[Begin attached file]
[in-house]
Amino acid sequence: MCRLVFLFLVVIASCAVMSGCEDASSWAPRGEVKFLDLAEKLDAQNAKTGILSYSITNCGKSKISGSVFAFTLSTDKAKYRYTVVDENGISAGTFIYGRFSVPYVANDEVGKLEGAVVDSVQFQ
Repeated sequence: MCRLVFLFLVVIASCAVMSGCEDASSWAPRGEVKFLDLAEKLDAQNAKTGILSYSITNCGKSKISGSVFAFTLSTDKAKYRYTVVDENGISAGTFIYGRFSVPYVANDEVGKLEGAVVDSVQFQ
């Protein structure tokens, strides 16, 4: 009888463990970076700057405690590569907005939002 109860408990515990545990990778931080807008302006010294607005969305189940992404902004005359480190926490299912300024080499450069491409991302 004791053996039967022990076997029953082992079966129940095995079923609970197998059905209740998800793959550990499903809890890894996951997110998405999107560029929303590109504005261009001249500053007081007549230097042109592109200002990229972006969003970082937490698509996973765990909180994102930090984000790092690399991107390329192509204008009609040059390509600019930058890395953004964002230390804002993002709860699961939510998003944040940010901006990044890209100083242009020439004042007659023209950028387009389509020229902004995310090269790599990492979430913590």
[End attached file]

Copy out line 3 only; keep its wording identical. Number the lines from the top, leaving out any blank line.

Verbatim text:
Repeated sequence: MCRLVFLFLVVIASCAVMSGCEDASSWAPRGEVKFLDLAEKLDAQNAKTGILSYSITNCGKSKISGSVFAFTLSTDKAKYRYTVVDENGISAGTFIYGRFSVPYVANDEVGKLEGAVVDSVQFQ